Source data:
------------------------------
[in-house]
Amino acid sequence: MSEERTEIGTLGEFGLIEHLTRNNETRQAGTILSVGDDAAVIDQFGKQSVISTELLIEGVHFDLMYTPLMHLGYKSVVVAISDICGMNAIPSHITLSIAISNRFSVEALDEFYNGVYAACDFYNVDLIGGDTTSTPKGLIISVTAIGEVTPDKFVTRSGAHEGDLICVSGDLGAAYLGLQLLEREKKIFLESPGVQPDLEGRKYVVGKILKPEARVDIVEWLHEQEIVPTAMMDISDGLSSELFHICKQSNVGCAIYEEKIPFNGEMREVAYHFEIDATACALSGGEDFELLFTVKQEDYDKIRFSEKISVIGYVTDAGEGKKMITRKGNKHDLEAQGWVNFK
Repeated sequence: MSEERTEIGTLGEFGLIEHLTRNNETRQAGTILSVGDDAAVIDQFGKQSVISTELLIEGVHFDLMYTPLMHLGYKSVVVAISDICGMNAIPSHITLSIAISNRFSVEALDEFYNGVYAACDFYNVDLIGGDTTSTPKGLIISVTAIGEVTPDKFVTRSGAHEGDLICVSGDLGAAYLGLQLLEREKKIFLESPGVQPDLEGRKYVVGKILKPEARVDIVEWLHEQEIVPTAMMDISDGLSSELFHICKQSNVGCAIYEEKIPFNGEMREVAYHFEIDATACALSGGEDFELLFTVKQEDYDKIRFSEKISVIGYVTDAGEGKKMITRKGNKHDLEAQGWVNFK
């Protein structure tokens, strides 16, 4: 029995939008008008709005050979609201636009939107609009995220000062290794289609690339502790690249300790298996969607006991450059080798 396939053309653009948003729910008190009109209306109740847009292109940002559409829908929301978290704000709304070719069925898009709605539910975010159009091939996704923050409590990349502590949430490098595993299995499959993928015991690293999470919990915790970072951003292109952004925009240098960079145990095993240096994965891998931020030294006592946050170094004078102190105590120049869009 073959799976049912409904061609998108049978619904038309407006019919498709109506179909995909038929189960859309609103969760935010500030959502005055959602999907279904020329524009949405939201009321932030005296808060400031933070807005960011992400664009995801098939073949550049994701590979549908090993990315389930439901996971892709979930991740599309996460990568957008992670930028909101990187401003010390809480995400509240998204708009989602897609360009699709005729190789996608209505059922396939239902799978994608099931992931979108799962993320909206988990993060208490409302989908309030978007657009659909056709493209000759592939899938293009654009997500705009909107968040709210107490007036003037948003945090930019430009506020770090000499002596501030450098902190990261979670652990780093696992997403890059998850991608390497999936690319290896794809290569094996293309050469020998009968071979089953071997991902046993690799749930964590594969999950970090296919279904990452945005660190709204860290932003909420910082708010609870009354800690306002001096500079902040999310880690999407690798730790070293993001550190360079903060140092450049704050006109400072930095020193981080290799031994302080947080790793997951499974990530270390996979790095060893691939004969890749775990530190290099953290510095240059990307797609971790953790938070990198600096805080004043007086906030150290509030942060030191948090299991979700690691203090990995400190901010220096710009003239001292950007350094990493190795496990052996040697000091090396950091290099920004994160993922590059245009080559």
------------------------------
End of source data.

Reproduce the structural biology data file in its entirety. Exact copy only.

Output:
[in-house]
Amino acid sequence: MSEERTEIGTLGEFGLIEHLTRNNETRQAGTILSVGDDAAVIDQFGKQSVISTELLIEGVHFDLMYTPLMHLGYKSVVVAISDICGMNAIPSHITLSIAISNRFSVEALDEFYNGVYAACDFYNVDLIGGDTTSTPKGLIISVTAIGEVTPDKFVTRSGAHEGDLICVSGDLGAAYLGLQLLEREKKIFLESPGVQPDLEGRKYVVGKILKPEARVDIVEWLHEQEIVPTAMMDISDGLSSELFHICKQSNVGCAIYEEKIPFNGEMREVAYHFEIDATACALSGGEDFELLFTVKQEDYDKIRFSEKISVIGYVTDAGEGKKMITRKGNKHDLEAQGWVNFK
Repeated sequence: MSEERTEIGTLGEFGLIEHLTRNNETRQAGTILSVGDDAAVIDQFGKQSVISTELLIEGVHFDLMYTPLMHLGYKSVVVAISDICGMNAIPSHITLSIAISNRFSVEALDEFYNGVYAACDFYNVDLIGGDTTSTPKGLIISVTAIGEVTPDKFVTRSGAHEGDLICVSGDLGAAYLGLQLLEREKKIFLESPGVQPDLEGRKYVVGKILKPEARVDIVEWLHEQEIVPTAMMDISDGLSSELFHICKQSNVGCAIYEEKIPFNGEMREVAYHFEIDATACALSGGEDFELLFTVKQEDYDKIRFSEKISVIGYVTDAGEGKKMITRKGNKHDLEAQGWVNFK
């Protein structure tokens, strides 16, 4: 029995939008008008709005050979609201636009939107609009995220000062290794289609690339502790690249300790298996969607006991450059080798 396939053309653009948003729910008190009109209306109740847009292109940002559409829908929301978290704000709304070719069925898009709605539910975010159009091939996704923050409590990349502590949430490098595993299995499959993928015991690293999470919990915790970072951003292109952004925009240098960079145990095993240096994965891998931020030294006592946050170094004078102190105590120049869009 073959799976049912409904061609998108049978619904038309407006019919498709109506179909995909038929189960859309609103969760935010500030959502005055959602999907279904020329524009949405939201009321932030005296808060400031933070807005960011992400664009995801098939073949550049994701590979549908090993990315389930439901996971892709979930991740599309996460990568957008992670930028909101990187401003010390809480995400509240998204708009989602897609360009699709005729190789996608209505059922396939239902799978994608099931992931979108799962993320909206988990993060208490409302989908309030978007657009659909056709493209000759592939899938293009654009997500705009909107968040709210107490007036003037948003945090930019430009506020770090000499002596501030450098902190990261979670652990780093696992997403890059998850991608390497999936690319290896794809290569094996293309050469020998009968071979089953071997991902046993690799749930964590594969999950970090296919279904990452945005660190709204860290932003909420910082708010609870009354800690306002001096500079902040999310880690999407690798730790070293993001550190360079903060140092450049704050006109400072930095020193981080290799031994302080947080790793997951499974990530270390996979790095060893691939004969890749775990530190290099953290510095240059990307797609971790953790938070990198600096805080004043007086906030150290509030942060030191948090299991979700690691203090990995400190901010220096710009003239001292950007350094990493190795496990052996040697000091090396950091290099920004994160993922590059245009080559």